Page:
STOCKHOLM, May 12 (Reuters) – Sweden will delay plans to ease COVID -19 restrictions on certain public gatherings, such as football matches, until June 1, Prime Minister Stefan Lofven said on Wednesday.
The government had said at the end of last month that it hoped to ease restrictions and allow more spectators for certain sporting and cultural events from May 17, but Lofven said the situation in the health care system remained strained.
“We see a certain light at the end of the tunnel, but we are not there yet,” Lofven told reporters. “If we are careless now, we will pay later.”
Later on Wednesday, the Swedish Public Health Agency will present a plan to the government on how other restrictions can be eased when the situation with the pandemic allows.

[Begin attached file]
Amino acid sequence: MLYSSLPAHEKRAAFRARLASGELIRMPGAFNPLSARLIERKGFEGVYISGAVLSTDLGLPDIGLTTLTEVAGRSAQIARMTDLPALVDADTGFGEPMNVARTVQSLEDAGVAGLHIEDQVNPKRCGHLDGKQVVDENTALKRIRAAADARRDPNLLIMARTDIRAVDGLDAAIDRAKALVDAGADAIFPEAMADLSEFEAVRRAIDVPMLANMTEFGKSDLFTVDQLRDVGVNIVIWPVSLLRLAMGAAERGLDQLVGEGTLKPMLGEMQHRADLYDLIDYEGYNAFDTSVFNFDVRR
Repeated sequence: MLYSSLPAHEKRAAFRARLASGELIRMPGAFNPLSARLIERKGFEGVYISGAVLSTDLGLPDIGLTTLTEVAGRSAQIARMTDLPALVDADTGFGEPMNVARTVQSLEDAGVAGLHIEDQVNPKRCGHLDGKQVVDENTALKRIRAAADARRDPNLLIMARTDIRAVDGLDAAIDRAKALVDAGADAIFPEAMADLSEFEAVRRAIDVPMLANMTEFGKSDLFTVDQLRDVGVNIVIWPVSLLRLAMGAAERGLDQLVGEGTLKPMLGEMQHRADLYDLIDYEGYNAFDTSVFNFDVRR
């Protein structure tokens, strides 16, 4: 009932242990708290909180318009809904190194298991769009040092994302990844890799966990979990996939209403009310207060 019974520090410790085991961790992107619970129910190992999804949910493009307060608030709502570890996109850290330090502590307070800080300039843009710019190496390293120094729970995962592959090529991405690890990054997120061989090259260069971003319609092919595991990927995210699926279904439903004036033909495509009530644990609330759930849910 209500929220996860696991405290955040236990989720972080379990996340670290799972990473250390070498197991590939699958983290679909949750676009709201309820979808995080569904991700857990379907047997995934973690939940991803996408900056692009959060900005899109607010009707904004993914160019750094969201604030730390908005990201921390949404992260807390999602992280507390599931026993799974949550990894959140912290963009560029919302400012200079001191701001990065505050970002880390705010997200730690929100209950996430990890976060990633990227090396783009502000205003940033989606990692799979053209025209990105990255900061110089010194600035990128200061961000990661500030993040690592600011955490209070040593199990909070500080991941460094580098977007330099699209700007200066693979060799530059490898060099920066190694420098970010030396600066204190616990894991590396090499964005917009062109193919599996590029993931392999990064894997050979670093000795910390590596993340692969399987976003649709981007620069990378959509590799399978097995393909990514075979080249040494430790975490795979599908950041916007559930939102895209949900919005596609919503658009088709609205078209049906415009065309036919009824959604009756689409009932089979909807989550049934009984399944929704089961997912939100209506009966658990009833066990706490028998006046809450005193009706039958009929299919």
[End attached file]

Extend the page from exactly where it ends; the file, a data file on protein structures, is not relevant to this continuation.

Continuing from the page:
If the number of infections decreases, the vaccination program goes ahead as planned and the situation in healthcare eases, many of the restrictions could be eased later in the summer, says the health authority’s head Johan Carlson.
By September, “many of those provisions should be gone,” he said.
Carlson said the agency had also told the government that restaurants should be open longer from June 1.
Sweden has mostly relied on voluntary guidelines, such as asking citizens to work from home, wearing masks in certain situations and keeping social interactions as low as possible.
Binding rules include restrictions on the restaurant’s opening hours, restrictions on the number of people in shops and malls and the effective closure of museums, public pools and amusement parks.
Sweden’s confirmed fall per capita has been among the highest in Europe in recent weeks, but Carlson said the situation showed signs of stabilization.
The country reported 6,330 new cases on Wednesday and 50 deaths.
Despite the lack of suspensions, Sweden had lower excess mortality than most European countries by 2020, but higher than its Nordic neighbors. L8N2LM2HJ
Reporting by Simon Johnson; Editing by Alex Richardson
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